Structural defects can be categorized as either unsoundness or asymmetry. Saddles with either of these defects are likely to cause physical pain for both horse and rider and should not be used.
Saddle SoundnessSoundness problems can be caused by either poor design or poor saddle care. The most common example is a cracked or broken saddle tree. While this is most often seen in older saddles that have been abused, it can also be found in low quality new saddles. You should always test the tree before purchasing any saddle, new or used.
To test, set the saddle on the fork (or pommel), nose down. Press down hard on the cantle and look for bending which is an indication of a broken or cracked tree. A broken or cracked saddle tree is compromised and should not be repaired. It will always be unstable.
Saddle SymmetryEvery saddle should be symmetrical from every angle with everything in the exact same position on each side. Asymmetry is usually caused by poor design, but an uneven rider or horse can cause a saddle to become asymmetrical over time.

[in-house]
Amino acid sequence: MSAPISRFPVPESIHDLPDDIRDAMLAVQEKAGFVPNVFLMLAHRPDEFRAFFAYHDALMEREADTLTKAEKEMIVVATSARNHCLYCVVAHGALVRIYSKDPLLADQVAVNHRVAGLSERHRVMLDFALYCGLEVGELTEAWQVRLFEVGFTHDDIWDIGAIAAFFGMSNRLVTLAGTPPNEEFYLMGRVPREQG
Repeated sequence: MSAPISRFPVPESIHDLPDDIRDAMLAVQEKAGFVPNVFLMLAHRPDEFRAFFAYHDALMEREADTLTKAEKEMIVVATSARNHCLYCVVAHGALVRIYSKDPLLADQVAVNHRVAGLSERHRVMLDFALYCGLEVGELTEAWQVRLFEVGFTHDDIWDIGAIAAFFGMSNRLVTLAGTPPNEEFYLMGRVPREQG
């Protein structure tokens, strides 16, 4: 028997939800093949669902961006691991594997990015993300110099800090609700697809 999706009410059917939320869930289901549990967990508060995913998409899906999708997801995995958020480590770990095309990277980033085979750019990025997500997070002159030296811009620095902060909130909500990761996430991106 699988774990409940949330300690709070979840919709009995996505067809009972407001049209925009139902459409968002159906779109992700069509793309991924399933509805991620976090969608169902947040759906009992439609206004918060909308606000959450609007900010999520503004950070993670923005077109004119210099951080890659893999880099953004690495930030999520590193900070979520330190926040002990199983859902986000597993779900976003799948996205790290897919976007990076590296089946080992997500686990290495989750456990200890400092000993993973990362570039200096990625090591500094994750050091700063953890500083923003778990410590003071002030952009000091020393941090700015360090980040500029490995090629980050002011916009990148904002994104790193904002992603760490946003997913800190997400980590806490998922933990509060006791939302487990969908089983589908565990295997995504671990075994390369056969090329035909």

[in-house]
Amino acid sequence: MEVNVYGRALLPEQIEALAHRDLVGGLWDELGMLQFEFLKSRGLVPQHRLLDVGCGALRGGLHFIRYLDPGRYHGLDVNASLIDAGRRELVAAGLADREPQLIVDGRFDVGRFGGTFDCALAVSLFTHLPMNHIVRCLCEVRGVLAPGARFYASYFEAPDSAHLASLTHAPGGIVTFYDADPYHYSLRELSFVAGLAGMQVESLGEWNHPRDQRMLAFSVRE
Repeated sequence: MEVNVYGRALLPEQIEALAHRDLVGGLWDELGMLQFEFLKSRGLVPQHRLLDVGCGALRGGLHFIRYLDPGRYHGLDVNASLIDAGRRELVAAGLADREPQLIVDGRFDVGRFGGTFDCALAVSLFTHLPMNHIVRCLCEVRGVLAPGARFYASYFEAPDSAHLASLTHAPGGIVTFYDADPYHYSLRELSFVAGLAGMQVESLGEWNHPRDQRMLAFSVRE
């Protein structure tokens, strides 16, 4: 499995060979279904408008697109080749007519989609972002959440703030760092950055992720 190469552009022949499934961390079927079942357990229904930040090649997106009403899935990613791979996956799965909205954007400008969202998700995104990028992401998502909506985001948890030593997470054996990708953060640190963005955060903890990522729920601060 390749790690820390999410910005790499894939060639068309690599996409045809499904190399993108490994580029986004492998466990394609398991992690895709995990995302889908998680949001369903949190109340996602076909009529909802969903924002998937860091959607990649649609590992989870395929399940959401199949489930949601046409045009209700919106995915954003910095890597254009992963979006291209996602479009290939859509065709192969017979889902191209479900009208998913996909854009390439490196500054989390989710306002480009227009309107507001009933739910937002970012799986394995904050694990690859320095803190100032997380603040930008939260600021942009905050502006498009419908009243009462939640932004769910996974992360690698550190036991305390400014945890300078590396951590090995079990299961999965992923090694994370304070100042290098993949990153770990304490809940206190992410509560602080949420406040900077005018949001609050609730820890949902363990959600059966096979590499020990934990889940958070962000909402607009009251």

An asymmetrical saddle will apply uneven pressure to the horse and can cause physical pain for both horse and rider. The most critical parts are the rigging plates (or billets) and the fenders and stirrup leathers. If their position is not in exactly the same on each side, the saddle will be off balance, causing the saddle to twist and shift to one side. Before purchasing a saddle, check a saddle over carefully for symmetry.
Saddles with structural defects will never be "right" regardless of the shape of the horse.
Beth Stefani is the publisher of the http://www.Western-Saddle-Guide.com. Whether you're just starting out with horses or a seasoned horseman, the Western Saddle Guide provides all the information you need to understand, choose, and care for the saddle that's right for you.